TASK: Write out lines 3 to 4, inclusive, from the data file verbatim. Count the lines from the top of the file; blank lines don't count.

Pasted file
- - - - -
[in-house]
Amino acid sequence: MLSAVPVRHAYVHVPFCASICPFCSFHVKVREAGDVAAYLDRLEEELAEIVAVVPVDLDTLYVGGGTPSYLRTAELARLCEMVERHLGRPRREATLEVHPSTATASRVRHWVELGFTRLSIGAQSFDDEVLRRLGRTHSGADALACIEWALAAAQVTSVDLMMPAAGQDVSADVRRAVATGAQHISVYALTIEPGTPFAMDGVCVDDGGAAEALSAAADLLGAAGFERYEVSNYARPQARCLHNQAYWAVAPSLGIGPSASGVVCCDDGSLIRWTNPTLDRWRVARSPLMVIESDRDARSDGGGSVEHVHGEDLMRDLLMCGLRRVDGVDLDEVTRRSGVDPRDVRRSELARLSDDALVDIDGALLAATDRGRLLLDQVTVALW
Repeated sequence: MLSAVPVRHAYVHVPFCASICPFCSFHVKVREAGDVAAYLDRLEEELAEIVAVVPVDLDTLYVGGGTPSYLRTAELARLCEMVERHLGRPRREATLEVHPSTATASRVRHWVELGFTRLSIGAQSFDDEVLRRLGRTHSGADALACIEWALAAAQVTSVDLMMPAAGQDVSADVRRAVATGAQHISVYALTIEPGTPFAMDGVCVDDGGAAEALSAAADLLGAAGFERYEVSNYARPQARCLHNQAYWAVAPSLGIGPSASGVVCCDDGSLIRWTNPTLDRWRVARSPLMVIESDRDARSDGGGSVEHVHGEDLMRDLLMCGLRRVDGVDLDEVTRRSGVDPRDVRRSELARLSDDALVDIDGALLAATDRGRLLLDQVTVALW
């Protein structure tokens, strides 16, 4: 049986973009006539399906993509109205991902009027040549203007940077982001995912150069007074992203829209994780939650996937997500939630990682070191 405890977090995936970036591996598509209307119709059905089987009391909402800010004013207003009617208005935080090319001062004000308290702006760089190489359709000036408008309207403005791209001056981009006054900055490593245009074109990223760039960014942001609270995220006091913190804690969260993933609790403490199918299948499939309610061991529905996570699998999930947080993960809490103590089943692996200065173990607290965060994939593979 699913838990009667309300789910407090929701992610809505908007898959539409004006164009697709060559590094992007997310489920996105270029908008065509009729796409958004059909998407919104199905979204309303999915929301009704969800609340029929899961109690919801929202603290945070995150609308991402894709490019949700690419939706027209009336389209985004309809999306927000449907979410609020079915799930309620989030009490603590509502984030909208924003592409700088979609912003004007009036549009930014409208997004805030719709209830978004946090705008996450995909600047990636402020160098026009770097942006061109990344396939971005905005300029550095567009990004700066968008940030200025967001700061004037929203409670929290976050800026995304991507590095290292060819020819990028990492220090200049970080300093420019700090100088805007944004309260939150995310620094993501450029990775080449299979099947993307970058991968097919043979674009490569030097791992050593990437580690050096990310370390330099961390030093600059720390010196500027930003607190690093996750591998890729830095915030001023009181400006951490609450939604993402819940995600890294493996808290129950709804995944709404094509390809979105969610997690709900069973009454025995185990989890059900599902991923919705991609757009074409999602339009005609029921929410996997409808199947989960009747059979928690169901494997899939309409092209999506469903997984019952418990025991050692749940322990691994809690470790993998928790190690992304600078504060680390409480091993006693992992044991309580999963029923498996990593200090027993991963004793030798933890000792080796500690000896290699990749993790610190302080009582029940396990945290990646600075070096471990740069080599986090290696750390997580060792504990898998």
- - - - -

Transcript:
Repeated sequence: MLSAVPVRHAYVHVPFCASICPFCSFHVKVREAGDVAAYLDRLEEELAEIVAVVPVDLDTLYVGGGTPSYLRTAELARLCEMVERHLGRPRREATLEVHPSTATASRVRHWVELGFTRLSIGAQSFDDEVLRRLGRTHSGADALACIEWALAAAQVTSVDLMMPAAGQDVSADVRRAVATGAQHISVYALTIEPGTPFAMDGVCVDDGGAAEALSAAADLLGAAGFERYEVSNYARPQARCLHNQAYWAVAPSLGIGPSASGVVCCDDGSLIRWTNPTLDRWRVARSPLMVIESDRDARSDGGGSVEHVHGEDLMRDLLMCGLRRVDGVDLDEVTRRSGVDPRDVRRSELARLSDDALVDIDGALLAATDRGRLLLDQVTVALW
């Protein structure tokens, strides 16, 4: 049986973009006539399906993509109205991902009027040549203007940077982001995912150069007074992203829209994780939650996937997500939630990682070191 405890977090995936970036591996598509209307119709059905089987009391909402800010004013207003009617208005935080090319001062004000308290702006760089190489359709000036408008309207403005791209001056981009006054900055490593245009074109990223760039960014942001609270995220006091913190804690969260993933609790403490199918299948499939309610061991529905996570699998999930947080993960809490103590089943692996200065173990607290965060994939593979 699913838990009667309300789910407090929701992610809505908007898959539409004006164009697709060559590094992007997310489920996105270029908008065509009729796409958004059909998407919104199905979204309303999915929301009704969800609340029929899961109690919801929202603290945070995150609308991402894709490019949700690419939706027209009336389209985004309809999306927000449907979410609020079915799930309620989030009490603590509502984030909208924003592409700088979609912003004007009036549009930014409208997004805030719709209830978004946090705008996450995909600047990636402020160098026009770097942006061109990344396939971005905005300029550095567009990004700066968008940030200025967001700061004037929203409670929290976050800026995304991507590095290292060819020819990028990492220090200049970080300093420019700090100088805007944004309260939150995310620094993501450029990775080449299979099947993307970058991968097919043979674009490569030097791992050593990437580690050096990310370390330099961390030093600059720390010196500027930003607190690093996750591998890729830095915030001023009181400006951490609450939604993402819940995600890294493996808290129950709804995944709404094509390809979105969610997690709900069973009454025995185990989890059900599902991923919705991609757009074409999602339009005609029921929410996997409808199947989960009747059979928690169901494997899939309409092209999506469903997984019952418990025991050692749940322990691994809690470790993998928790190690992304600078504060680390409480091993006693992992044991309580999963029923498996990593200090027993991963004793030798933890000792080796500690000896290699990749993790610190302080009582029940396990945290990646600075070096471990740069080599986090290696750390997580060792504990898998």